Empowering Others

What does empowering others mean?

When business leaders empower their employees, they encourage and enable them to perform their tasks confidently and, as far as possible and appropriate, independently. This involves providing the tools and resources necessary to achieve their objectives, incorporating employees in internal decision-making processes, and delivering an environment in which support and guidance is always available.

Empowered individuals have greater control over their own work and are allowed to function in a way that develops self-confidence. As a result of this, they are often more committed to their goals and teams.

Why is it important to empower others in the workplace?

Empowering others is a key ingredient of any successful office, as it motivates employees to take charge while also freeing up the time of leaders to take on greater challenges. Delegating certain aspects of authority or decision-making to others can likewise build trust throughout an organisation, particularly if employees are given the room and support to make mistakes and learn from them.

The benefits of a focus on employee empowerment in the workplace are evident in countless studies. A meta-analysis of 105 studies conducted by the Harvard Business Review found that, broadly speaking, those who had been empowered were “more likely to be powerful, confident individuals […] committed to meaningful goals and demonstrate initiative and creativity to achieve them”. Meanwhile, data collected by Forbes from more than 7,000 employees found that employees given a low level of empowerment ranked at the 24th percentile for employee engagement, compared to the 79th percentile for those with a high level of empowerment.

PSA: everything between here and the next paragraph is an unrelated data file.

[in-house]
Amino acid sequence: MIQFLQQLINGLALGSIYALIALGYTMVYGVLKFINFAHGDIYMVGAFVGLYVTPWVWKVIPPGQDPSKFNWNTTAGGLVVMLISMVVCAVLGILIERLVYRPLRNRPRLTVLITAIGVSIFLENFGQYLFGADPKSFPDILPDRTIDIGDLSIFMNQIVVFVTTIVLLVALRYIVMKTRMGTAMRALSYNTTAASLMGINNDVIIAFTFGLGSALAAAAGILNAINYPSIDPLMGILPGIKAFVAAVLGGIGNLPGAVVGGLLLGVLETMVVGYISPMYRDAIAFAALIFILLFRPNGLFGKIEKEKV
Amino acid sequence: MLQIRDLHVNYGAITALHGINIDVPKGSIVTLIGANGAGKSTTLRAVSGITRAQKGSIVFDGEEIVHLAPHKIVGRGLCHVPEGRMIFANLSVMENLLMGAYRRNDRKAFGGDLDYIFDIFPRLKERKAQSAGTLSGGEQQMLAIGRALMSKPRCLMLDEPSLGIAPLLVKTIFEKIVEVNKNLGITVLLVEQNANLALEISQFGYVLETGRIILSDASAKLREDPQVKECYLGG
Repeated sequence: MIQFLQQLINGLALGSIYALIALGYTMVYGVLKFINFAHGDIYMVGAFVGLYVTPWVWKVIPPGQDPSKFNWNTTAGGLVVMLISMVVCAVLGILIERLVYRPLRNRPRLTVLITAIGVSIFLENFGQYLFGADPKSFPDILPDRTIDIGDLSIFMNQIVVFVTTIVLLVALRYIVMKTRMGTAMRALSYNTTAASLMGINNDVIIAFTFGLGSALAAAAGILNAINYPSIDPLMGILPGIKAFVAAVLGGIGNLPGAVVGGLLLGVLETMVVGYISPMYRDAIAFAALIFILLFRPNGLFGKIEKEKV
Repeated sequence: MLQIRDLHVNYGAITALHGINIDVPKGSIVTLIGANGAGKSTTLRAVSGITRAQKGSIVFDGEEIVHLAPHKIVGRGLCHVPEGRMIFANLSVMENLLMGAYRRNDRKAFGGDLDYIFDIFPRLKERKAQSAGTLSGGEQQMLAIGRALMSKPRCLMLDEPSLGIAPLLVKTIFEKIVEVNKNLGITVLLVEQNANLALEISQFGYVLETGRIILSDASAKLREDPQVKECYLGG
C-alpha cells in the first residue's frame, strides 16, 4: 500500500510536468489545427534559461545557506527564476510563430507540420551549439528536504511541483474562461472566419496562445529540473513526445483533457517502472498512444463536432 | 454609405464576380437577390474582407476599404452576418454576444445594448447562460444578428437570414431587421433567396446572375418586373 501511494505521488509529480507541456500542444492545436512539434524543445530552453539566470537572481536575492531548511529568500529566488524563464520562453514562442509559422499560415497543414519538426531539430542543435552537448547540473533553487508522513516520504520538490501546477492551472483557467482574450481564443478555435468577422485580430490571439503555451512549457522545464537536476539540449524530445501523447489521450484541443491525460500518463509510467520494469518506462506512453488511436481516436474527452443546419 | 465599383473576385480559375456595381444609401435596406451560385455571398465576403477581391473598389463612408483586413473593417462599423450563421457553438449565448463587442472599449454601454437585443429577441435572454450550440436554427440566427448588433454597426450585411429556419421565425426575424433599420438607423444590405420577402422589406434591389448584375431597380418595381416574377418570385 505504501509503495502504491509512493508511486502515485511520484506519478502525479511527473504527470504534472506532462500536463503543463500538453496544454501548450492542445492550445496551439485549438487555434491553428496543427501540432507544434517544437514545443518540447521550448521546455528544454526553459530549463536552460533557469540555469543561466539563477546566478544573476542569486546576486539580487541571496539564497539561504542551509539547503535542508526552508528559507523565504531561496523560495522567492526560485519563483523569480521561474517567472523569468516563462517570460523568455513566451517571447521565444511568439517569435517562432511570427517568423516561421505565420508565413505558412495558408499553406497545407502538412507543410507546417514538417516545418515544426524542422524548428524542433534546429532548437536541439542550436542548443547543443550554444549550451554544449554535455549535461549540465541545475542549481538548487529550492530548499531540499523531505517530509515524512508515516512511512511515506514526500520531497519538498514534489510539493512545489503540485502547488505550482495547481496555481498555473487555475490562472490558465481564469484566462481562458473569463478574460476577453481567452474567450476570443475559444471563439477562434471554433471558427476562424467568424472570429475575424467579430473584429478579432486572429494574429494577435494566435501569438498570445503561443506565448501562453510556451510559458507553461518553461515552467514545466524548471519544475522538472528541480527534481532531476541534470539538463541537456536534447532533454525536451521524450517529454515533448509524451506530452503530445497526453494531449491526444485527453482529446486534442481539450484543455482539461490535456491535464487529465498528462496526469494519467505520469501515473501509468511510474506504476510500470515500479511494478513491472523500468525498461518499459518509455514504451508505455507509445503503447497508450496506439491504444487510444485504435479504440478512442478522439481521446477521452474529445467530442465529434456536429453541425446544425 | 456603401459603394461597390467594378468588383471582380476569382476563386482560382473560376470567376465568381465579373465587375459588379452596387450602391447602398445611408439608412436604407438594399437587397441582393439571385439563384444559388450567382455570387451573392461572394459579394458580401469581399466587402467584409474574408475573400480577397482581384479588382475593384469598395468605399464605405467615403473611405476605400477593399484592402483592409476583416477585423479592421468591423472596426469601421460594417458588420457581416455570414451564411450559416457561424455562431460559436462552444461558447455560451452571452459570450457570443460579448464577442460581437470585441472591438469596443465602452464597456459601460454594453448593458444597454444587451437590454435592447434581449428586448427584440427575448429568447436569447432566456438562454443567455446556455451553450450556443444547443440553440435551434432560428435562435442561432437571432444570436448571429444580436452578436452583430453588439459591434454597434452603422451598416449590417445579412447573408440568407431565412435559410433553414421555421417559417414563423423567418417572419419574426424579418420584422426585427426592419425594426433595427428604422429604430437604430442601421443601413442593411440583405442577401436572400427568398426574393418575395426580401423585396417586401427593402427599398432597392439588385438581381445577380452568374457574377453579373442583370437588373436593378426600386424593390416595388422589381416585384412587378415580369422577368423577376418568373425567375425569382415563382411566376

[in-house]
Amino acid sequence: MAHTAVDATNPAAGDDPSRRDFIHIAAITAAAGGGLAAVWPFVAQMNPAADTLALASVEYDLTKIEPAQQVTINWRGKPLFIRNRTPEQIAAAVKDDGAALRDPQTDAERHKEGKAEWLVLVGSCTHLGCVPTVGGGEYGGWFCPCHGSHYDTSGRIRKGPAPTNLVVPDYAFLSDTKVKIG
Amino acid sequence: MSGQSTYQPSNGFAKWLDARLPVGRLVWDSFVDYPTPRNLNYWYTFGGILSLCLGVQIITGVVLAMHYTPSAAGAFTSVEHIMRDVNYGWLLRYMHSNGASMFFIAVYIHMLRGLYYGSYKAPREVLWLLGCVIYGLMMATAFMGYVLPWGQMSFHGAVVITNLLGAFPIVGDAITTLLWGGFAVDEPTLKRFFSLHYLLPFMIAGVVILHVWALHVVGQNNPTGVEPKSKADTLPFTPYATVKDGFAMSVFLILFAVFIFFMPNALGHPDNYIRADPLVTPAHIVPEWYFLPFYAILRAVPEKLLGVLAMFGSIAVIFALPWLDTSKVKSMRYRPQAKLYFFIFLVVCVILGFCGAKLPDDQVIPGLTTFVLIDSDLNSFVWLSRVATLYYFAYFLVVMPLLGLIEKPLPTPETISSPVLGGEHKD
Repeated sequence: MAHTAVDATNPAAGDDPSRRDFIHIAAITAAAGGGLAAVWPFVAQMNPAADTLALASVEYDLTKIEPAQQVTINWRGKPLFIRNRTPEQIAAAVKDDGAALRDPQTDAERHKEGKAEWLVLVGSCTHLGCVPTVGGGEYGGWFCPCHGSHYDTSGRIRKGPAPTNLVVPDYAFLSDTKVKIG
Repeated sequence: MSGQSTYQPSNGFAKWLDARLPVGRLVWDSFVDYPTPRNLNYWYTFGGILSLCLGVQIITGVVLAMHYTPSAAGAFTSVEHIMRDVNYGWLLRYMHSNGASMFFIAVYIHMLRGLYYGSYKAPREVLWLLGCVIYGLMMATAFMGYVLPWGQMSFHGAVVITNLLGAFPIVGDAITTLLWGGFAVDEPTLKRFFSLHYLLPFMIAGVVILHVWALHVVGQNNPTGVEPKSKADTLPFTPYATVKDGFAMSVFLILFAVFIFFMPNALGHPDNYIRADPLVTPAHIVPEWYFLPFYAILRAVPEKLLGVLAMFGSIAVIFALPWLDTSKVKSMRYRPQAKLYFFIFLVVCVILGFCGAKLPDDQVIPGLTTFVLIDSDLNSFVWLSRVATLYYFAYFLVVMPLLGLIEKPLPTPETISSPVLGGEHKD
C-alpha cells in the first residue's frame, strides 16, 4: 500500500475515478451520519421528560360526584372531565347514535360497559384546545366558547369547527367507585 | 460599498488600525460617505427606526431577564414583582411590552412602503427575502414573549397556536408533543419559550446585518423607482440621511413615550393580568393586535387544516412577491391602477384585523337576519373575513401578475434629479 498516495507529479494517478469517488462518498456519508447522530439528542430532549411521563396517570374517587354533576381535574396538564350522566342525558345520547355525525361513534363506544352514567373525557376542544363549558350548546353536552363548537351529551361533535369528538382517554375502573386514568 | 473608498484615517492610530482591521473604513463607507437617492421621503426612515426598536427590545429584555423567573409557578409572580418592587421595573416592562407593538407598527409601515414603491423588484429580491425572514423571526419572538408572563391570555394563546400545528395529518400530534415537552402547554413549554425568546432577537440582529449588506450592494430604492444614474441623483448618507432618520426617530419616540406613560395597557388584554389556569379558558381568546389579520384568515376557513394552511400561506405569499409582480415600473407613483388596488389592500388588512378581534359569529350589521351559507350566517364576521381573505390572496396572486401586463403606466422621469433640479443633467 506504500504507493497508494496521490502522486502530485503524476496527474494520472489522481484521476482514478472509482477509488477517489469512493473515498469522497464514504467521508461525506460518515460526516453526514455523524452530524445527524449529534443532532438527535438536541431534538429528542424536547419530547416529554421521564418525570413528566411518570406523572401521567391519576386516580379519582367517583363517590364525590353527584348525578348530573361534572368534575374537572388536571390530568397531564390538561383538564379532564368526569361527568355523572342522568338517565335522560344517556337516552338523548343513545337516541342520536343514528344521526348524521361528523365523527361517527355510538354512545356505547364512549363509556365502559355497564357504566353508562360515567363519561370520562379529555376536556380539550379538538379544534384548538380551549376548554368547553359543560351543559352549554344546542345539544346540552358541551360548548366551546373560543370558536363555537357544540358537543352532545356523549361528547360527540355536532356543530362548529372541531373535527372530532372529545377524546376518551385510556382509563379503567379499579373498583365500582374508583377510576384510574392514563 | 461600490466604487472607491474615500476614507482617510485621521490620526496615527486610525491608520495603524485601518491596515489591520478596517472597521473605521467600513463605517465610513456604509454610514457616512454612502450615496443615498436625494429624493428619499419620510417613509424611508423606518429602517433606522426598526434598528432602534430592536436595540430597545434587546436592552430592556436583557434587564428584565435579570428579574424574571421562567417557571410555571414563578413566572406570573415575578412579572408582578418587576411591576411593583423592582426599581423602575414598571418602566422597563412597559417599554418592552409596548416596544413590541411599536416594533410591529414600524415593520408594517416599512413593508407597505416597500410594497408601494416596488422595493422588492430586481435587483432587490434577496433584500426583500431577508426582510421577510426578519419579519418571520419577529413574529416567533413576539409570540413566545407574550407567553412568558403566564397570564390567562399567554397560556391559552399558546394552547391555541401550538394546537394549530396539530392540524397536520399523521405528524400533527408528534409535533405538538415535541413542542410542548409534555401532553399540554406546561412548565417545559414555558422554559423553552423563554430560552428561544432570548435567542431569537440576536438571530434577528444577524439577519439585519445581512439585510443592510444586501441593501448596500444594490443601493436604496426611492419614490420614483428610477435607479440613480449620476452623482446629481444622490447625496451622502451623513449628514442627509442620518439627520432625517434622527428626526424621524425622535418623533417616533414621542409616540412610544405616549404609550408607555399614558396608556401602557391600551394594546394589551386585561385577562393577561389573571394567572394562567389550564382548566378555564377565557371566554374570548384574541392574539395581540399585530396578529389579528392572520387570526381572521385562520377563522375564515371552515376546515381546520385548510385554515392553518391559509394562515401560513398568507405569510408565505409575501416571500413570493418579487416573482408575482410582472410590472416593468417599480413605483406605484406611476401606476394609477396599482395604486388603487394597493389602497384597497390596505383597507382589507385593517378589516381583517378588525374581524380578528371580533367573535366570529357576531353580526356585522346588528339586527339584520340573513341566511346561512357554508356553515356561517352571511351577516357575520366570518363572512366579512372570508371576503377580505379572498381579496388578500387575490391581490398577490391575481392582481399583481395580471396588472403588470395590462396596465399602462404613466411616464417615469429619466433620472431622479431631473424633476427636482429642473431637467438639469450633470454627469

Of course, to successfully empower employees does not mean that they should be left alone entirely. In this type of situation, an employee may see the delegating of tasks as their manager’s way of quietly offloading their own tasks, which can lead to resentment and negativity. This is why it is crucial that business leaders are able to clearly understand empowerment and provide a supportive environment in which employee development and trust can prosper.

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